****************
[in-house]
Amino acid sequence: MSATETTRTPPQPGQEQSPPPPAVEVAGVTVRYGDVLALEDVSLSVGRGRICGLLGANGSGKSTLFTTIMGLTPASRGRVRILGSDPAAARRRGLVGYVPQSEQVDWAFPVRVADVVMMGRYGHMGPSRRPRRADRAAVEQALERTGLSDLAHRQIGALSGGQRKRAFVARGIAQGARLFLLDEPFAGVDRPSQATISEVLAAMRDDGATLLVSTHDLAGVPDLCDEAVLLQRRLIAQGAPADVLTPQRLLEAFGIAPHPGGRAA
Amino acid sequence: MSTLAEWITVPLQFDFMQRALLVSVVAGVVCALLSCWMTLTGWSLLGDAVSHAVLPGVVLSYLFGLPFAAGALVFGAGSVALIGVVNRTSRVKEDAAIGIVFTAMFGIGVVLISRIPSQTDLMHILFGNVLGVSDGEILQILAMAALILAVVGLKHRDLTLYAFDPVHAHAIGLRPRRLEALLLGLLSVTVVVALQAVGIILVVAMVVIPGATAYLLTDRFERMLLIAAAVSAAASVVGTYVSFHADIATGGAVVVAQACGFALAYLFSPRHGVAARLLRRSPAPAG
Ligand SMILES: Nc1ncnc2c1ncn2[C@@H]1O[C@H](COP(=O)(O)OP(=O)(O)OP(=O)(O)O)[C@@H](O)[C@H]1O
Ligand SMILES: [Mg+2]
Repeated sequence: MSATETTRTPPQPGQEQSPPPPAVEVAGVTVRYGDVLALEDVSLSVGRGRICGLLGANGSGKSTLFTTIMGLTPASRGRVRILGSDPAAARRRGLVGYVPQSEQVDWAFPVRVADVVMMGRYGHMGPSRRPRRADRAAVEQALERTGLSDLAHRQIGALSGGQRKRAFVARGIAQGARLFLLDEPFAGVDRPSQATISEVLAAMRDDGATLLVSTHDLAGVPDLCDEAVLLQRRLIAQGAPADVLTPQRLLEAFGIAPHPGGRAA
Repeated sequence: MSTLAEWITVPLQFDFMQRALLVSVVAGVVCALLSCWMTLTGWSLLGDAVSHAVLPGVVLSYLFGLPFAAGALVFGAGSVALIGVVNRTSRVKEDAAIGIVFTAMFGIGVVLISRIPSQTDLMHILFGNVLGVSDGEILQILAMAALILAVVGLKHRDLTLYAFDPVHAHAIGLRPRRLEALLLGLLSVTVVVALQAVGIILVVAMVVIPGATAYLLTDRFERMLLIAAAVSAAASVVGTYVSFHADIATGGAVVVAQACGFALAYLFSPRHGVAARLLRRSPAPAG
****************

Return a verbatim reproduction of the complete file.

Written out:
[in-house]
Amino acid sequence: MSATETTRTPPQPGQEQSPPPPAVEVAGVTVRYGDVLALEDVSLSVGRGRICGLLGANGSGKSTLFTTIMGLTPASRGRVRILGSDPAAARRRGLVGYVPQSEQVDWAFPVRVADVVMMGRYGHMGPSRRPRRADRAAVEQALERTGLSDLAHRQIGALSGGQRKRAFVARGIAQGARLFLLDEPFAGVDRPSQATISEVLAAMRDDGATLLVSTHDLAGVPDLCDEAVLLQRRLIAQGAPADVLTPQRLLEAFGIAPHPGGRAA
Amino acid sequence: MSTLAEWITVPLQFDFMQRALLVSVVAGVVCALLSCWMTLTGWSLLGDAVSHAVLPGVVLSYLFGLPFAAGALVFGAGSVALIGVVNRTSRVKEDAAIGIVFTAMFGIGVVLISRIPSQTDLMHILFGNVLGVSDGEILQILAMAALILAVVGLKHRDLTLYAFDPVHAHAIGLRPRRLEALLLGLLSVTVVVALQAVGIILVVAMVVIPGATAYLLTDRFERMLLIAAAVSAAASVVGTYVSFHADIATGGAVVVAQACGFALAYLFSPRHGVAARLLRRSPAPAG
Ligand SMILES: Nc1ncnc2c1ncn2[C@@H]1O[C@H](COP(=O)(O)OP(=O)(O)OP(=O)(O)O)[C@@H](O)[C@H]1O
Ligand SMILES: [Mg+2]
Repeated sequence: MSATETTRTPPQPGQEQSPPPPAVEVAGVTVRYGDVLALEDVSLSVGRGRICGLLGANGSGKSTLFTTIMGLTPASRGRVRILGSDPAAARRRGLVGYVPQSEQVDWAFPVRVADVVMMGRYGHMGPSRRPRRADRAAVEQALERTGLSDLAHRQIGALSGGQRKRAFVARGIAQGARLFLLDEPFAGVDRPSQATISEVLAAMRDDGATLLVSTHDLAGVPDLCDEAVLLQRRLIAQGAPADVLTPQRLLEAFGIAPHPGGRAA
Repeated sequence: MSTLAEWITVPLQFDFMQRALLVSVVAGVVCALLSCWMTLTGWSLLGDAVSHAVLPGVVLSYLFGLPFAAGALVFGAGSVALIGVVNRTSRVKEDAAIGIVFTAMFGIGVVLISRIPSQTDLMHILFGNVLGVSDGEILQILAMAALILAVVGLKHRDLTLYAFDPVHAHAIGLRPRRLEALLLGLLSVTVVVALQAVGIILVVAMVVIPGATAYLLTDRFERMLLIAAAVSAAASVVGTYVSFHADIATGGAVVVAQACGFALAYLFSPRHGVAARLLRRSPAPAG